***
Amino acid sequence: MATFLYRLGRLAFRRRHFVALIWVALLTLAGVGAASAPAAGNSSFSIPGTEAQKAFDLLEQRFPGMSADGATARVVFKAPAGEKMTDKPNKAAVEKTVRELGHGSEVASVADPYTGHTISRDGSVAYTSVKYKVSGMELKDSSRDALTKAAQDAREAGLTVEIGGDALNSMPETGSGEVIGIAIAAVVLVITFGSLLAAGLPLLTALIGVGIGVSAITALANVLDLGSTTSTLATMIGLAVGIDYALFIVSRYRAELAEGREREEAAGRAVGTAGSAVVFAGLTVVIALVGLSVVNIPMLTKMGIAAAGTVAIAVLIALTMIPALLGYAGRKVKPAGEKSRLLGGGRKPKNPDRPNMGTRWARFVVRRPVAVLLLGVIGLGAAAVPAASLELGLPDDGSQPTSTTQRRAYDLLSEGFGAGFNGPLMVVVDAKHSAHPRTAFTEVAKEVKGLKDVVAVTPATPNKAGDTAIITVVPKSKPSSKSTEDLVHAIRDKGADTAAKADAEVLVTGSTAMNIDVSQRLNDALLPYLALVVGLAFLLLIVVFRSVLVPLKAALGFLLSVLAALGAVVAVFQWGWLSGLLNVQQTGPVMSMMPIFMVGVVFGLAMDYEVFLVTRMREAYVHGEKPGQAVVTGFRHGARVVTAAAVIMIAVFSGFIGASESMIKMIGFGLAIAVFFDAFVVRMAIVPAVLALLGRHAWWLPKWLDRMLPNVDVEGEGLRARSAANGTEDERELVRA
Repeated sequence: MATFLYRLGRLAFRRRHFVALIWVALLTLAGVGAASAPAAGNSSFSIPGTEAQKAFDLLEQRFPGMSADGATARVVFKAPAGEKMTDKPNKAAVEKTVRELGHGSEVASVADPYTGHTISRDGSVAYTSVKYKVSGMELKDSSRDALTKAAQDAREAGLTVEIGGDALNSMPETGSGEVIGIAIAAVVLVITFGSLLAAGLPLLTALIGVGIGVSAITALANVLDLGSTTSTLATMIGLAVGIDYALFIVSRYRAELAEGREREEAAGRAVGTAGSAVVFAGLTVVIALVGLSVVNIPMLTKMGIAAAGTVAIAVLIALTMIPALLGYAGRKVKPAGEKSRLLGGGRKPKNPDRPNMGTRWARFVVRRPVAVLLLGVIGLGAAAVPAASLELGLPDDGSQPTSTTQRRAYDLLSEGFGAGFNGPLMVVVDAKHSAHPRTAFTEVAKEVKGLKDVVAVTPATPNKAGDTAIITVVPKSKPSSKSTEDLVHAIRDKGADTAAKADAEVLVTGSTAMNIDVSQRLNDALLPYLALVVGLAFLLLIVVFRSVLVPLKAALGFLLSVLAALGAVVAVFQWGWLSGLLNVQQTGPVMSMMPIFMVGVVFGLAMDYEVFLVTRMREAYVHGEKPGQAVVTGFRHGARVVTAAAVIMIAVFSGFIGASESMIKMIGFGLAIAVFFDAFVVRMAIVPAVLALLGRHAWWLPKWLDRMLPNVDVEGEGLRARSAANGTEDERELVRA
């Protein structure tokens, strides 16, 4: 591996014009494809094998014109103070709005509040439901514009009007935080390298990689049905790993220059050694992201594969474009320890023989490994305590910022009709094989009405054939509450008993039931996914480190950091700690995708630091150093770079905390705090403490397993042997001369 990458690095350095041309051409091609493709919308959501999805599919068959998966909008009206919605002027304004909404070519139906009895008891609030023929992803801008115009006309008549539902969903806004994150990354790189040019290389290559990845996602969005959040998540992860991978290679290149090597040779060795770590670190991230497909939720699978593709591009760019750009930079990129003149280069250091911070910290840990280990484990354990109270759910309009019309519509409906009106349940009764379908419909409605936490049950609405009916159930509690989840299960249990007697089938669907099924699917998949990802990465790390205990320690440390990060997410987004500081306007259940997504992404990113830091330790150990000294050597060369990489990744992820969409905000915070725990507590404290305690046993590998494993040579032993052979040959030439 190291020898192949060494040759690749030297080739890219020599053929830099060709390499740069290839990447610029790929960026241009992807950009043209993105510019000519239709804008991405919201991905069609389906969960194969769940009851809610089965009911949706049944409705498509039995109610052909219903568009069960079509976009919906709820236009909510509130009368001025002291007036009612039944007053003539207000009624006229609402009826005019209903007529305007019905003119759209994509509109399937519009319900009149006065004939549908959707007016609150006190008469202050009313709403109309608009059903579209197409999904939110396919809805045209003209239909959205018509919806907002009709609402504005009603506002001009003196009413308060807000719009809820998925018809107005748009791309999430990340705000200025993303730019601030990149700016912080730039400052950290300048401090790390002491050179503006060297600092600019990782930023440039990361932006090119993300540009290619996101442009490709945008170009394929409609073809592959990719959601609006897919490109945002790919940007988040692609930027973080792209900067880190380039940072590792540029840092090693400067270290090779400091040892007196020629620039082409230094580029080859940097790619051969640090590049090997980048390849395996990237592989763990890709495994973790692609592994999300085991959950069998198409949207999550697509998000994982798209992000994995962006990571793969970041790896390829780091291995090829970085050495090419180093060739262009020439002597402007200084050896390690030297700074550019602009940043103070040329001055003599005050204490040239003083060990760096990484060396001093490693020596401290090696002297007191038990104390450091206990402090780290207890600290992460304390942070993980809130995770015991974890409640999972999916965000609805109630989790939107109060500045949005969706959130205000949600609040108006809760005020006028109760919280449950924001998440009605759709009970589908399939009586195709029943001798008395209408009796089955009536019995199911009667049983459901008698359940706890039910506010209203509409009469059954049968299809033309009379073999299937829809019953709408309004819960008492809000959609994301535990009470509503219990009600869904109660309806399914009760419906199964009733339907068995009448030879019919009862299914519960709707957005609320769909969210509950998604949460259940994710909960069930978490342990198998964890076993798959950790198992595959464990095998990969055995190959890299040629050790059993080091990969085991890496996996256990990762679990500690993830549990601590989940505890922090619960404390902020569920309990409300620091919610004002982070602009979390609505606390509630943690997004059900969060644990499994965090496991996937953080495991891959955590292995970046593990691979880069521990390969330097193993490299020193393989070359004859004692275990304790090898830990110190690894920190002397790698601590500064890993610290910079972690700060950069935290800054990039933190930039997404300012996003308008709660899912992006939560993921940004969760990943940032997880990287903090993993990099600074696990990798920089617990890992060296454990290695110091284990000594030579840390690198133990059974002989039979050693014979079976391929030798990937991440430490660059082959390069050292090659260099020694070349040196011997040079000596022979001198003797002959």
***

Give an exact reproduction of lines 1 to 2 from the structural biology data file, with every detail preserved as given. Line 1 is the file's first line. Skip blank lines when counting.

Amino acid sequence: MATFLYRLGRLAFRRRHFVALIWVALLTLAGVGAASAPAAGNSSFSIPGTEAQKAFDLLEQRFPGMSADGATARVVFKAPAGEKMTDKPNKAAVEKTVRELGHGSEVASVADPYTGHTISRDGSVAYTSVKYKVSGMELKDSSRDALTKAAQDAREAGLTVEIGGDALNSMPETGSGEVIGIAIAAVVLVITFGSLLAAGLPLLTALIGVGIGVSAITALANVLDLGSTTSTLATMIGLAVGIDYALFIVSRYRAELAEGREREEAAGRAVGTAGSAVVFAGLTVVIALVGLSVVNIPMLTKMGIAAAGTVAIAVLIALTMIPALLGYAGRKVKPAGEKSRLLGGGRKPKNPDRPNMGTRWARFVVRRPVAVLLLGVIGLGAAAVPAASLELGLPDDGSQPTSTTQRRAYDLLSEGFGAGFNGPLMVVVDAKHSAHPRTAFTEVAKEVKGLKDVVAVTPATPNKAGDTAIITVVPKSKPSSKSTEDLVHAIRDKGADTAAKADAEVLVTGSTAMNIDVSQRLNDALLPYLALVVGLAFLLLIVVFRSVLVPLKAALGFLLSVLAALGAVVAVFQWGWLSGLLNVQQTGPVMSMMPIFMVGVVFGLAMDYEVFLVTRMREAYVHGEKPGQAVVTGFRHGARVVTAAAVIMIAVFSGFIGASESMIKMIGFGLAIAVFFDAFVVRMAIVPAVLALLGRHAWWLPKWLDRMLPNVDVEGEGLRARSAANGTEDERELVRA
Repeated sequence: MATFLYRLGRLAFRRRHFVALIWVALLTLAGVGAASAPAAGNSSFSIPGTEAQKAFDLLEQRFPGMSADGATARVVFKAPAGEKMTDKPNKAAVEKTVRELGHGSEVASVADPYTGHTISRDGSVAYTSVKYKVSGMELKDSSRDALTKAAQDAREAGLTVEIGGDALNSMPETGSGEVIGIAIAAVVLVITFGSLLAAGLPLLTALIGVGIGVSAITALANVLDLGSTTSTLATMIGLAVGIDYALFIVSRYRAELAEGREREEAAGRAVGTAGSAVVFAGLTVVIALVGLSVVNIPMLTKMGIAAAGTVAIAVLIALTMIPALLGYAGRKVKPAGEKSRLLGGGRKPKNPDRPNMGTRWARFVVRRPVAVLLLGVIGLGAAAVPAASLELGLPDDGSQPTSTTQRRAYDLLSEGFGAGFNGPLMVVVDAKHSAHPRTAFTEVAKEVKGLKDVVAVTPATPNKAGDTAIITVVPKSKPSSKSTEDLVHAIRDKGADTAAKADAEVLVTGSTAMNIDVSQRLNDALLPYLALVVGLAFLLLIVVFRSVLVPLKAALGFLLSVLAALGAVVAVFQWGWLSGLLNVQQTGPVMSMMPIFMVGVVFGLAMDYEVFLVTRMREAYVHGEKPGQAVVTGFRHGARVVTAAAVIMIAVFSGFIGASESMIKMIGFGLAIAVFFDAFVVRMAIVPAVLALLGRHAWWLPKWLDRMLPNVDVEGEGLRARSAANGTEDERELVRA